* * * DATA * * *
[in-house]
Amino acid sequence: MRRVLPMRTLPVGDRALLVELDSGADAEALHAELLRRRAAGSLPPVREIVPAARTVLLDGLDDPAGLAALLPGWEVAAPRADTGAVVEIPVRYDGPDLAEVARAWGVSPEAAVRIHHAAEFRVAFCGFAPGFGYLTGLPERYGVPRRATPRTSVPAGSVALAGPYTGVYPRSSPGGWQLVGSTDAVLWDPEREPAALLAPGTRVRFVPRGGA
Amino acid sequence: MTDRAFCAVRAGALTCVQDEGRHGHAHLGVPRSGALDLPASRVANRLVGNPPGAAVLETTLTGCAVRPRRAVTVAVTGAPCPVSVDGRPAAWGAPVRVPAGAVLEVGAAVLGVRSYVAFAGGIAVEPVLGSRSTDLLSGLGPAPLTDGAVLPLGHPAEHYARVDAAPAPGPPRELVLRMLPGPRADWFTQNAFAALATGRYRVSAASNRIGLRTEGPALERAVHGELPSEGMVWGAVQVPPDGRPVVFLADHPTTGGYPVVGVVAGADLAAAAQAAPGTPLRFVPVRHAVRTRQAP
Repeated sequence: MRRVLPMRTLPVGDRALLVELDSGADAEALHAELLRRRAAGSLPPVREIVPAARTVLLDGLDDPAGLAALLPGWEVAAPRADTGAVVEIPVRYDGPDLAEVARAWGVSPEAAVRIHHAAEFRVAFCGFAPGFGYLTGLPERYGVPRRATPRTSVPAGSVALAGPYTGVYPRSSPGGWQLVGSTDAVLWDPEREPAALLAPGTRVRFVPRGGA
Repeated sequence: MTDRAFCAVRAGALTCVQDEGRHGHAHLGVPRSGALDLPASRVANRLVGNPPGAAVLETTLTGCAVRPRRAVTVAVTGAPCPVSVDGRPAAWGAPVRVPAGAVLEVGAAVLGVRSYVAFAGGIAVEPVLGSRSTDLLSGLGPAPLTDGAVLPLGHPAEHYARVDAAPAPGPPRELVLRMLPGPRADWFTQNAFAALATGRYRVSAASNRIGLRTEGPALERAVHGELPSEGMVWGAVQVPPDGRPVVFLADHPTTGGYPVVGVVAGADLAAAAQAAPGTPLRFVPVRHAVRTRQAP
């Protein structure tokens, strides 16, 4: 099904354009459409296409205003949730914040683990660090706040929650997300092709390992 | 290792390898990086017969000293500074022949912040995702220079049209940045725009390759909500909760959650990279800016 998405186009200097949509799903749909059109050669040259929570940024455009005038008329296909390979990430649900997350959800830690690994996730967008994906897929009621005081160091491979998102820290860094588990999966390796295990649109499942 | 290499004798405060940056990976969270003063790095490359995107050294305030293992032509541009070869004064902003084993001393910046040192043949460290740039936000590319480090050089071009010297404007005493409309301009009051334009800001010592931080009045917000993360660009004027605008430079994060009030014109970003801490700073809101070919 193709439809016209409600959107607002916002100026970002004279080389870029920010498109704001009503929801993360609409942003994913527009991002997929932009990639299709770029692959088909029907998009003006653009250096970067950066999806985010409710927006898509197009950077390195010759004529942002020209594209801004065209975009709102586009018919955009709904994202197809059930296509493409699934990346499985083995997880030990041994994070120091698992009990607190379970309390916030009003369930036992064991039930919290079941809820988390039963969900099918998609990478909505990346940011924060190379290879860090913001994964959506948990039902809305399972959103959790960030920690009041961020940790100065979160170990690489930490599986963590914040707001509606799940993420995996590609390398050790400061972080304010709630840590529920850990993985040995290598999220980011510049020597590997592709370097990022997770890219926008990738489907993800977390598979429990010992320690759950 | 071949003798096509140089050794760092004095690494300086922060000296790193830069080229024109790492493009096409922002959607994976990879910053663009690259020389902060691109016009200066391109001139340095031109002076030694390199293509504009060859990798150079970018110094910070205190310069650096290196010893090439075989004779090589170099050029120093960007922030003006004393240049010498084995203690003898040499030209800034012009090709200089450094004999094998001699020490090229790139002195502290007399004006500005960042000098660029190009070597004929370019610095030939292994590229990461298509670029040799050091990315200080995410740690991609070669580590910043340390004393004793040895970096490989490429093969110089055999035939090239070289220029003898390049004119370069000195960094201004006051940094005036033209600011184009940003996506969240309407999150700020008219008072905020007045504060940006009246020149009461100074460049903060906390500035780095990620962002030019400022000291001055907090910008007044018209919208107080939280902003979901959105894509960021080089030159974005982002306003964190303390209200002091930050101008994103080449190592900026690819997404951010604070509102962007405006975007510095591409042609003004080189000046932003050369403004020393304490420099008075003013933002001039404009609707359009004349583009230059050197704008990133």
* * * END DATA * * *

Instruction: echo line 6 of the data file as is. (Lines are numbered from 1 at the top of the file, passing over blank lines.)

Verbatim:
């Protein structure tokens, strides 16, 4: 099904354009459409296409205003949730914040683990660090706040929650997300092709390992 | 290792390898990086017969000293500074022949912040995702220079049209940045725009390759909500909760959650990279800016 998405186009200097949509799903749909059109050669040259929570940024455009005038008329296909390979990430649900997350959800830690690994996730967008994906897929009621005081160091491979998102820290860094588990999966390796295990649109499942 | 290499004798405060940056990976969270003063790095490359995107050294305030293992032509541009070869004064902003084993001393910046040192043949460290740039936000590319480090050089071009010297404007005493409309301009009051334009800001010592931080009045917000993360660009004027605008430079994060009030014109970003801490700073809101070919 193709439809016209409600959107607002916002100026970002004279080389870029920010498109704001009503929801993360609409942003994913527009991002997929932009990639299709770029692959088909029907998009003006653009250096970067950066999806985010409710927006898509197009950077390195010759004529942002020209594209801004065209975009709102586009018919955009709904994202197809059930296509493409699934990346499985083995997880030990041994994070120091698992009990607190379970309390916030009003369930036992064991039930919290079941809820988390039963969900099918998609990478909505990346940011924060190379290879860090913001994964959506948990039902809305399972959103959790960030920690009041961020940790100065979160170990690489930490599986963590914040707001509606799940993420995996590609390398050790400061972080304010709630840590529920850990993985040995290598999220980011510049020597590997592709370097990022997770890219926008990738489907993800977390598979429990010992320690759950 | 071949003798096509140089050794760092004095690494300086922060000296790193830069080229024109790492493009096409922002959607994976990879910053663009690259020389902060691109016009200066391109001139340095031109002076030694390199293509504009060859990798150079970018110094910070205190310069650096290196010893090439075989004779090589170099050029120093960007922030003006004393240049010498084995203690003898040499030209800034012009090709200089450094004999094998001699020490090229790139002195502290007399004006500005960042000098660029190009070597004929370019610095030939292994590229990461298509670029040799050091990315200080995410740690991609070669580590910043340390004393004793040895970096490989490429093969110089055999035939090239070289220029003898390049004119370069000195960094201004006051940094005036033209600011184009940003996506969240309407999150700020008219008072905020007045504060940006009246020149009461100074460049903060906390500035780095990620962002030019400022000291001055907090910008007044018209919208107080939280902003979901959105894509960021080089030159974005982002306003964190303390209200002091930050101008994103080449190592900026690819997404951010604070509102962007405006975007510095591409042609003004080189000046932003050369403004020393304490420099008075003013933002001039404009609707359009004349583009230059050197704008990133």